August 1, 2014

Postcards from Greece: Phyletism

PostcardsFromGreece

On a new Postcards from Greece, Fr. Peter Alban Heers explains the heresy of Phyletism, which means placing one’s ethnic identity above the Orthodox faith. Fr. Peter shares with us his ten years of experience of living the Faith and serving the Church in Greece, and in particular the ancient Church of the Thessalonians. On visits to parishes and monasteries, and in interviews with clergy and laymen, Fr. Peter, as an American convert, introduces us to the ancient practice of the Church in Greece in terms and ways we can readily understand and apply to our contemporary way of life. Listen here: … [Read more...]

In Due Course

The "Companion to the Greek Orthodox Church," edited by Fotios K. Litsas, was published by Greek Orthodox Archdiocese in 1984 as a guidebook to various topics in Church life. The book included the article "Orthodoxy in the United States" by Rev. Thomas FitzGerald, now dean of Holy Cross Greek Orthodox School of Theology, and an expert on American Orthodoxy. Fr. FitzGerald closed his 1984 article with a bold prediction: Orthodoxy in the United States may no longer be viewed simply as a diaspora composed primarily of immigrants intent upon returning to their homeland. Rather, Orthodoxy in the United States can only be viewed properly as an emerging local Church comprised primarily of American citizens of a wide variety of racial, ethnic, and religious backgrounds. In due course, with the guidance of the Holy Spirit, the various Orthodox jurisdictions in the United States will be united into an autocephalous Church which will be officially recognized as such by the Ecumenical … [Read more...]

Servants of Each Other

orrologion says it's time to open the windows of our Orthodox house and let in some fresh air: I for one am glad that these sorts of conversations are being had. They reveal us. Our creation myths can be challenged. Our skewed views of ourselves can be corrected. Greeks can hear how they are perceived; Russians and Americans and Arabs likewise. We're all used to the smell of our own stink; we forgive our own pet sins, but not others'. We can see how our actions (and lack of actions) hurt others, and we can change (hopefully). We can compare and contrast our strengths and weaknesses, our love, our piety, our good works, patience, kindness. We can learn from each other and grow. We can live rather than simply preserve and grasp. We can see how Orthodoxy is not only what I grew up with, what 'my' spiritual father told, what Prof./Fr../Geronda/Vladyka said it was - we can see Orthodoxy is bigger than my family, my clan, my tribe, my culture, my opinions, my theological clique. Our … [Read more...]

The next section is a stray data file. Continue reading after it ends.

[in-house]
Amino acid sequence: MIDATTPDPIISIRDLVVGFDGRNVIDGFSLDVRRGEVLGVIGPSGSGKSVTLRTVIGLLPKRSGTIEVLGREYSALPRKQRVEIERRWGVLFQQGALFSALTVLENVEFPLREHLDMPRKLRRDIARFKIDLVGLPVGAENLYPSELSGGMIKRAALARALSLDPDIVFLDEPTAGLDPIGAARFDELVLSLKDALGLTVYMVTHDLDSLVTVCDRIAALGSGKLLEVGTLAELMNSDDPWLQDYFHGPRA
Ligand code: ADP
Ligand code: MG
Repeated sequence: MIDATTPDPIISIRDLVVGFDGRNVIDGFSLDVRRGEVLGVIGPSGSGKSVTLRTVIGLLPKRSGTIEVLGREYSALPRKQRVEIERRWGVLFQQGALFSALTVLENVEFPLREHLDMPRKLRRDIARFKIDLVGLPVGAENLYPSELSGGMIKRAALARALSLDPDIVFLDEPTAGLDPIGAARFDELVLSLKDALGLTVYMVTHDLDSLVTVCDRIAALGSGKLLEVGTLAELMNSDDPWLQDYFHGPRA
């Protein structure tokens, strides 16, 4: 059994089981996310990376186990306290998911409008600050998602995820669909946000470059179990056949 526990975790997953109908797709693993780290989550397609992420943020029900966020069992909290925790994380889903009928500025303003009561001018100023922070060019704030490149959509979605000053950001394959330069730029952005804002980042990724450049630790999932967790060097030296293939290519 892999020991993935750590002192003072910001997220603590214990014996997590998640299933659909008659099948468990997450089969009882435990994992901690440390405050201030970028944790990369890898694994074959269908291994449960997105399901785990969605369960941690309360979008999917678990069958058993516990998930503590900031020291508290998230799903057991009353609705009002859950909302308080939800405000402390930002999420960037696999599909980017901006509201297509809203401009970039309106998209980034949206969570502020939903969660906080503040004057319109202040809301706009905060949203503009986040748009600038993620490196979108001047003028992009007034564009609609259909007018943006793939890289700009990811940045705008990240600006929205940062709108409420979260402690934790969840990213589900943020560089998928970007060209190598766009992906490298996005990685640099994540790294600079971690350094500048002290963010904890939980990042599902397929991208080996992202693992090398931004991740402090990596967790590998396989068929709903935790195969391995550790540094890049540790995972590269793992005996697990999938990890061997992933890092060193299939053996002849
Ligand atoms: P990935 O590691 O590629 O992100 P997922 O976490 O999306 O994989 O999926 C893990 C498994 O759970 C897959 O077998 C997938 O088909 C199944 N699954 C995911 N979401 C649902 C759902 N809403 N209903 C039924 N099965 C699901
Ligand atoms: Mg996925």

Met. Jonah: Episcopacy, Primacy, and the Mother Churches

In June, Metropolitan Jonah of the Orthodox Church in America delivered a talk on "Episcopacy, Primacy, and the Mother Churches: A Monastic Perspective" at the Conference of the Fellowship of St. Alban and St. Sergius at St. Vladimir’s Theological Seminary. The audio of the talk is available on Ancient Faith Radio along with the other presentations from the conference. The PDF version of Metropolitan Jonah's presentation is available on the OCA site, where the Church is also archiving his articles and speeches. On the subject of the Mother Churches and the “Diaspora,” Metropolitan Jonah has this to say: ... almost all national Churches have extended their jurisdictions beyond their geographic and political boundaries to the so-called diaspora. But Orthodox Christians who are faithful to the Gospel and the Fathers cannot admit of any such thing as a diaspora of Christians. Only ethnic groups can be dispersed among other ethnic groups. Yet the essential principle of geographic … [Read more...]

The Orthodox Church of Tomorrow

A new American Orthodoxy, one more vitalized by the Gospel, is taking shape now. There will be fewer parishes, more and younger bishops, a clergy that is better educated and morally rigorous. And, finally, the ethnic "coffee club" model of Orthodox Christianity will fade away. This is the vision of Fr. John A. Peck in "The Orthodox Church of Tomorrow," just published on the AOI site. "As frightening and disconcerting as it may seem to our leaders, they will learn that emerging from a cocoon, even a Byzantine cocoon, is not a bad thing," Fr. John writes. "Orthodoxy is about to take flight on new beautiful wings. Here he is on the future of the hierarchy in America: If our current slate of bishops has been mostly a disappointment, reducing their number will only tighten this closed circle, making the hierarchy less and less accessible, and more and more immune to things like, oh, the needs and concerns of their flock. The process of selection for the episcopacy will contain a … [Read more...]